What to do when you get a pay rise


Coming out of a deep recession can be an exciting time. Many businesses are looking less shaky, jobs are looking more secure. With employers taking on new staff, some people may be looking at a hike in their income – either in a new role, or from an existing employer who is keen to keep them onboard.

At Continuum we are looking at what you should do if you find yourself in that fortunate position.

The effects of extra income

A rise is a welcome sign that your work has been recognised and as such can be a huge source of personal fulfilment. Receiving a raise or promotion often results in a feeling that life has taken a turn for the better. However, after the initial rush, we can all too easily find that not as much has changed as we had hoped.

But there are some actions you can take to prolong the feeling of wellbeing by making your new extra cash make a difference to your long-term financial situation.

Deal with debts

Debt will eat into your financial wellbeing. Although a mortgage is probably inevitable for most of us, most other kinds of debts, from personal loans to credit cards are actually draining your resources. Credit cards are particularly dangerous, because they are very easy to use, but very difficult to pay off. The interest rates they charge means that your debt will rapidly escalate.

Earmark your rise for paying off debt. Cut up the credit cards if you can, postpone the big shopping trip and if you can find one, transfer your credit card debt to a card offering a 0% introductory period. Plugging a hole in your budget can be the best way to build wealth for the long term.

Paying off debt might not be as much fun as spending your rise on new clothes or a new car, but it will mean that once lenders are given what they are owed, your money will be going into your bank account and not theirs.  It means extra cash for you, which in turn means you can enjoy the delight of having a rise all over again.

Set up an emergency fund

A rise might build your confidence, but as Covid has proved all too well, none of us know what is around the corner. It always makes sense to have an emergency fund to call on. A reserve of cash can improve your financial confidence as well as provide practical help if things don’t go as planned. Aim to cover from three to six months of your household expenditure, include mortgage or rent.

Of course, it makes no sense to keep the cash stuffed in your mattress. An instant access savings account, or a Cash ISA might let you get at your money if you need it and – even with the low interest rates currently available – let it start to grow if you don’t. The tax efficient status of a Cash ISA could make it particularly worthwhile.

Book a free initial consultation

Book an initial consultation with one of our independent financial advisers or call us on 0345 643 0770 if you would like to discuss further.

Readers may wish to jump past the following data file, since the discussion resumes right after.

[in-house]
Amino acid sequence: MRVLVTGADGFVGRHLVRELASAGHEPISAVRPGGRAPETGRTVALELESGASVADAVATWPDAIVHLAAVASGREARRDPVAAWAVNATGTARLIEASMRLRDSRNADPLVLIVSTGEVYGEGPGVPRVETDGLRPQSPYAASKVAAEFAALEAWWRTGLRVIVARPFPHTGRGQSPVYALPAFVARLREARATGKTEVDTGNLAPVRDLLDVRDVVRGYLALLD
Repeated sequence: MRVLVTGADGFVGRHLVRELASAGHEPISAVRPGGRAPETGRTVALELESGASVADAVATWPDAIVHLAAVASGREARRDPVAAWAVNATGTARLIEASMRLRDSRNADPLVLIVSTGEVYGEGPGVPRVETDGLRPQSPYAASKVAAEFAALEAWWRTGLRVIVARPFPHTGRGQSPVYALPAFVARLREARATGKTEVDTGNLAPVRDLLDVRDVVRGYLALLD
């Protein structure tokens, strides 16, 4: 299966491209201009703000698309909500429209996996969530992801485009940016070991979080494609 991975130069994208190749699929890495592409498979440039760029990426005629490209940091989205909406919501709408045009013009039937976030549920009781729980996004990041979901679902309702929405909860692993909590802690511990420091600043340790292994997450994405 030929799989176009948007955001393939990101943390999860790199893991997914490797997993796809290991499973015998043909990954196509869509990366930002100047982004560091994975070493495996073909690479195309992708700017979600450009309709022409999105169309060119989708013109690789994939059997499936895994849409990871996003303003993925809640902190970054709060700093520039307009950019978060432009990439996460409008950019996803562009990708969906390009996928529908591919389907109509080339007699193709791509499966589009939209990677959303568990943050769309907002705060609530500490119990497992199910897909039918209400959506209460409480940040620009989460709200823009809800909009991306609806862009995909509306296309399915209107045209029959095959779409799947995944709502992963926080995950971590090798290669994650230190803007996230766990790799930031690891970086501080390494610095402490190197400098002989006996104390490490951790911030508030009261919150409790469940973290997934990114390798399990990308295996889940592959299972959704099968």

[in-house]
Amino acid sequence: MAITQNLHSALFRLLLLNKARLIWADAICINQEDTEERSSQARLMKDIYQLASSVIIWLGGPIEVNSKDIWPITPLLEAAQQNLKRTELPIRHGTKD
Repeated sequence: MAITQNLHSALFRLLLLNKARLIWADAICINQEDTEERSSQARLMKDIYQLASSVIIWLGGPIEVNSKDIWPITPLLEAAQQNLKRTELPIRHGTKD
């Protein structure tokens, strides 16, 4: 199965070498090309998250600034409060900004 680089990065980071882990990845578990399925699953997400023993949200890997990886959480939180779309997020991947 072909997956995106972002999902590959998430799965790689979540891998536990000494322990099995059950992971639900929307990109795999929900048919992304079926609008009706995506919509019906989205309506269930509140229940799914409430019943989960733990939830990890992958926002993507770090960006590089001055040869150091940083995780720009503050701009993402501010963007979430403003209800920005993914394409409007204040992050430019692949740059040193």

Looking at the future

With short term debt and a financial safety net arranged, you should be ready for some forward thinking. A relatively small amount of cash now could make a big difference to your prospects for the future.

Your first priority might be your pension. Under the current arrangements at least, your pension is a very tax-efficient way to build wealth, with the taxman contributing to your pension pot every time that you do. If you’re a basic rate taxpayer he provides an extra 20% on top and 40% if you are a higher rate payer.

In fact, the investment advantages of a pension are so dramatic, the government has set an annual limit (as per tax year 2021/2022) of £40,000 (or as much as you earn, whichever is the lower) on your pension contributions.

But if you are already close to maximising your pension, it is probably already time to look at other ways to build wealth. Most people would benefit from an ISA.

You can put up to £20,000 each tax year into an ISA (as per ISA allowance for tax year 2021/2022). A Cash ISA is simply a savings account which should offer dependable but currently low returns, while a Stocks and Shares ISA makes an ideal first step into the world of investment. What makes them both particularly worthwhile is the fact that they let your money grow tax-free and therefore potentially faster than other types of scheme where the taxman will take a share.

The best plan for your financial future needs to be based on a thorough understanding of your current circumstances and your plans. To arrange an individual consultation, please contact us at Continuum

If you have received a rise – or even if you haven’t – you could be better off with professional financial planning. The simplest way to get it is to call us at Continuum.

The information contained in this article is based on the opinion of Continuum and does not constitute financial advice or a recommendation to suitable investment strategy, you should seek independent financial advice before embarking on any course of action.

The value of investments can fall as well as rise and you may get back less than you invested.

Your home may be repossessed if you do not keep up repayments on your mortgage.

A pension is a long term investment. The fund value may fluctuate and can go down, which would have an impact on the level of pension benefits available. Pension income could also be affected by interest rates at the time benefits are taken.

The Financial Conduct Authority does not regulate taxation advice.

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